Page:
Livid with this life, she is awake,
two years old and too much to be
contained in bed and dreams.
Quick text of change, the psych book says
she won’t remember any of it —
no matter how idyllic, it’s too traumatic:
the maturation process is utter.
Her fierce cognition mercifully lost,
it is said, to save her from herself.
The public broadcast at two a.m.
is a bleak nature program on oysters.
They, silently kvetching, pried for pearls,
are engineered for profit and pleasure.
They don’t have much personality, these mollusks.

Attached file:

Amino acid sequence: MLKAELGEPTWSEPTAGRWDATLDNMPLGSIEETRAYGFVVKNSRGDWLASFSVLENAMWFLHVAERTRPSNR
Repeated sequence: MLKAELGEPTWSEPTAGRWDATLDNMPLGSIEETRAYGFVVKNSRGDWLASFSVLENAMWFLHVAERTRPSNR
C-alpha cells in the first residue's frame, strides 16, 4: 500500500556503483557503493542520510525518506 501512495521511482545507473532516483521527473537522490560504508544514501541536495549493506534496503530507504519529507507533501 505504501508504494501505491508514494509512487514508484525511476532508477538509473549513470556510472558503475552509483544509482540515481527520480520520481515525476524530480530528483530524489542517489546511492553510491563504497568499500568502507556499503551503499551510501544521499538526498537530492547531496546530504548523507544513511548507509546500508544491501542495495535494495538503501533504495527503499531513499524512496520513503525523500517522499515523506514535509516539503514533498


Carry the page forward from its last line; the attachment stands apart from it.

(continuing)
It is hard to feel compassion for them.
They have no keen look
in the eye, or a howl of any kind.
They seem intelligent as cabbages only less
green and faceted. But look:
such small moons of perfect irritation.
No one has ever solved colic.
It’s odd there’s a word for it —
a null valve, a goose egg.
In infants we see pain and say gas,
to say something,
as if we could know rapid-fire synapses,
screaming for its own sake, their minds
at all, much less, in our grown guts.
Trailing off over a vista of glistening South Sea,
the filmmaker lets us believe that somehow,
they don’t mind much, it’s their calling.
She dozes in the undulant light of the credits.
Sacked out mouth agape,
a sliver of molar winks in the deep
and I peer in with ravenous attention,
a sponge on the serene reef of her sleep,
relieved, hushed, bewildered.